I discovered that the husband of one of my customers wrote for a very famous newspaper – possibly the most famous newspaper in the world. I wondered what would happen if I put what I considered to be the best miniature bear maker in the world and the best show in the world and the best paper in the world together and stirred them all up with my little magic wand.
So I asked Bettina if she would fetch me a pumpkin…………
No, wrong story. I asked Bettina if she would break the record. She explained at length that making bears as small as 6cm is very difficult, it is hard on the eyes, the thread is too thick, the stitches cannot be undone – in fact if it goes wrong it is easier to cut the head off and make a new one.
After a little while Bettina sent me an email.
do you want to know what I did in the last days? I tried to make the challenging smaller- than – 6mm bear but failed. I created one thing but it is so small and crumpled, you can’t recognise a bear. And now my eyes are red and I will stop – so I am beaten.’
So then I asked for four white mice. Well, not really, I asked her to try again. At this point the hero of the story could quite easily have told the fairy godmother to get stuffed. In which case no one would have gone to the ball, at all.
A fortnight before Miniatura Bettina emailed:
’Do you want to know what I did? I RUINED MY EYES! And perforated my fingers.’
And broke the record by 20%, making a 5mm turned, stuffed, jointed moving limb bear.
This bear went in a magic, flying, extremely insured envelope directly to the home of the very famous paper’s reporter who took it to work where it had to be photographed with a lens acquired by the paper specially for the purpose. The reporter brought the bear to Miniatura, which is where I got to photograph it.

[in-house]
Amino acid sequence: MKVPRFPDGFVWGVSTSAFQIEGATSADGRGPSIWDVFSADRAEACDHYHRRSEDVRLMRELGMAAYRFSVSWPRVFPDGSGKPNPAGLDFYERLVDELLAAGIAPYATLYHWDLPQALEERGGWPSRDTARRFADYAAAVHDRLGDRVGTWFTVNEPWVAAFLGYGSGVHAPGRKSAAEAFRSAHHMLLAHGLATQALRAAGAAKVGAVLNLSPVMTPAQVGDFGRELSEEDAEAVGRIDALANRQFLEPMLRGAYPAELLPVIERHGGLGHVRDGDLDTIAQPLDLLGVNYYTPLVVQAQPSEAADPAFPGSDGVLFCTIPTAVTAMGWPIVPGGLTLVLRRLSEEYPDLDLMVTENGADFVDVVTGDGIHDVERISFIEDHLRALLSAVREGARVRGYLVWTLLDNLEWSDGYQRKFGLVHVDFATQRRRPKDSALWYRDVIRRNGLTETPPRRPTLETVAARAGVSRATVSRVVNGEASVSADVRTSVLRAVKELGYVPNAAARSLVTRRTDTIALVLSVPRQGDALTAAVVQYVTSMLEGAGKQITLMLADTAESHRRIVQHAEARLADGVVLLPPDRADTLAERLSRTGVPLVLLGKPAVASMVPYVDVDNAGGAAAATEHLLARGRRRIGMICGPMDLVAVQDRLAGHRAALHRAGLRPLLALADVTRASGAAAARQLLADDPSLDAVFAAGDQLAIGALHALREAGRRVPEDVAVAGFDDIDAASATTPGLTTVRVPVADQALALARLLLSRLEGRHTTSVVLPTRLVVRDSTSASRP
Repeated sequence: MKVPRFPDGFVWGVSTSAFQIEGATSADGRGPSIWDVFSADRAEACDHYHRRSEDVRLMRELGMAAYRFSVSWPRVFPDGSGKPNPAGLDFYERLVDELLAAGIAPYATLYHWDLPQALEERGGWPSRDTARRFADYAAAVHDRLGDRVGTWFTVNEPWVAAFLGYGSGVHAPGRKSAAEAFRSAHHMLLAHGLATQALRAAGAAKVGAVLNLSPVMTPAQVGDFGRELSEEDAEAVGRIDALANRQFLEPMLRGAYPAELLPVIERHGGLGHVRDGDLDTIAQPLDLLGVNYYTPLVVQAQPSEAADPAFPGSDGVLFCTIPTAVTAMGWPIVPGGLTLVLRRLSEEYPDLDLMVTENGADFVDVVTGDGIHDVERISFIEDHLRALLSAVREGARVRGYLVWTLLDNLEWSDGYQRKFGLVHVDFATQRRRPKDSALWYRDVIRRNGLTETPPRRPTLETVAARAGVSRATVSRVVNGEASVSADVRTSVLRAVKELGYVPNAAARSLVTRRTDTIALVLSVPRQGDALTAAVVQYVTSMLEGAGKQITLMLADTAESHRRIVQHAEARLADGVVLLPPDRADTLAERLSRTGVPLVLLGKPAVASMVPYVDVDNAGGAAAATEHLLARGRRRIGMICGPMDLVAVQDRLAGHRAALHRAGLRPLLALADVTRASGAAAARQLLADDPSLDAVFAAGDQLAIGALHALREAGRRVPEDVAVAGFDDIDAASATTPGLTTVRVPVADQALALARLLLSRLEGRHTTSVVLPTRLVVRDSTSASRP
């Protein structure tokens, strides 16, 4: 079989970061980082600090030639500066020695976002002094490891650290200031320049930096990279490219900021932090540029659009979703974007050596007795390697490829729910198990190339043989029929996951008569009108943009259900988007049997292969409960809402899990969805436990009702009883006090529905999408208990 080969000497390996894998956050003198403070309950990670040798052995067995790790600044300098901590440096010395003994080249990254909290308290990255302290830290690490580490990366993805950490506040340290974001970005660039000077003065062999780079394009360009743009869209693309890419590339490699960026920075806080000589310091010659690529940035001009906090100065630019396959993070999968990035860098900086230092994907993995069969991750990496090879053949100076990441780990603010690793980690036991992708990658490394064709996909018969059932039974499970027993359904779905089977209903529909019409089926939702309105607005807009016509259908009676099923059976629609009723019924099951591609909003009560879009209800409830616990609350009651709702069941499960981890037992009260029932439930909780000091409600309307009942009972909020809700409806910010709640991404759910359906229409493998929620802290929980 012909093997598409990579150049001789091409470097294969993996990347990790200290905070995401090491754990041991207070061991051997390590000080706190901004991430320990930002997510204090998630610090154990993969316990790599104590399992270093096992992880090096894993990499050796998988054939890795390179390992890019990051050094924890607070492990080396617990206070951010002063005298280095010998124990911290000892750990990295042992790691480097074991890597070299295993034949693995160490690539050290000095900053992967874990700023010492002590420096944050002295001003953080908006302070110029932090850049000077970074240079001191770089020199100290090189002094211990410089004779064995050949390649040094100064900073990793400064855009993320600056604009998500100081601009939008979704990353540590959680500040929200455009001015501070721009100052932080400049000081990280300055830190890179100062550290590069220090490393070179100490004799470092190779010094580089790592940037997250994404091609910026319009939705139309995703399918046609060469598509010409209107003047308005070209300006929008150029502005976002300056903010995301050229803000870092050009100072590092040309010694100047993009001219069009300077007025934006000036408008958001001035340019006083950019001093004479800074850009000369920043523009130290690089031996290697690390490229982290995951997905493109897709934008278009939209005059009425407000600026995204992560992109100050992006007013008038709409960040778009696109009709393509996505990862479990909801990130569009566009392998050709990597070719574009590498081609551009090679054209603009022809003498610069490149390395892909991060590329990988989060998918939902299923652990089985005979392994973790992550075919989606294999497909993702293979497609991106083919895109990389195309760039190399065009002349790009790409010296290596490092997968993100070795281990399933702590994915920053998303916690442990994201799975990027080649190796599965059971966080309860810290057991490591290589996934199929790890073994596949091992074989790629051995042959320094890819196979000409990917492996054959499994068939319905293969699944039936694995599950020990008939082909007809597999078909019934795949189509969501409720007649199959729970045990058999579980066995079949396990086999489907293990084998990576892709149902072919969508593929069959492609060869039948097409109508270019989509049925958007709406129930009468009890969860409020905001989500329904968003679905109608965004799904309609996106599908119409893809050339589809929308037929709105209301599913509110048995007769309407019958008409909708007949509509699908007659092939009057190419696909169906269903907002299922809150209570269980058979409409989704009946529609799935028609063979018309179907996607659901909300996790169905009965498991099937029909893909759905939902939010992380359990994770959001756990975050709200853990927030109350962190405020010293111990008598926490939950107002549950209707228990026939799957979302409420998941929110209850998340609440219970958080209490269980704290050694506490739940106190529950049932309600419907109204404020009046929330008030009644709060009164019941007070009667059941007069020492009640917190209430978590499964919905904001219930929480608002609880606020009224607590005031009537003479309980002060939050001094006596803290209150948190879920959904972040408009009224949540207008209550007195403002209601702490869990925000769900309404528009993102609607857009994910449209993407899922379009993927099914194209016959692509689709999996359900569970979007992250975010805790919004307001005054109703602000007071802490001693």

Really jolly small. Well it would be, it’s the smallest bear in the world.
Or is it?
Anyway, I photographed it and walked around the show with it in my pocket for a while. It felt like I was carrying a black hole, the responsibility was beyond mega.
Later in the day the owner of A World in Miniature Museum, who had heard about the bear, bought it from Bettina for a four figure sum that made Bettina burst into tears.
That must be the end. You’ve had the wish, the flying envelope, the monster, the major paper and the twins.
Oh hang on – where are the twins?
After the show the organisers, who had put the news about the smallest bear on their website, were contacted by a lady from South Africa with a complaint. This was not the world’s smallest bear, she said, because she had made one half a millimetre smaller that was in a museum.
See, this is the thing with fairy tales. Just when you think the hero is free and clear it all goes wrong again.
But this is where your world class hero will distinguish herself from your common or garden everyday hero. Remember her?
Now she made this.
Prettier. Jointed. Moving. The smallest jointed properly made German teddy bear in the world. I know you’re wondering how big, exactly. Have a look for yourself.
Just over three millimetres.
And then Bettina behaved like a real hero. She GAVE the bear to the museum owner because she is a German bear maker who had contracted to sell him the smallest bear in the world.
So she did.
The world’s best will be gathered together at the NEC on the 24th and 25th of September for Miniatura. Full details at www.miniatura.co.uk and thanks to Muriel for the pictures of the real smallest bear in the world.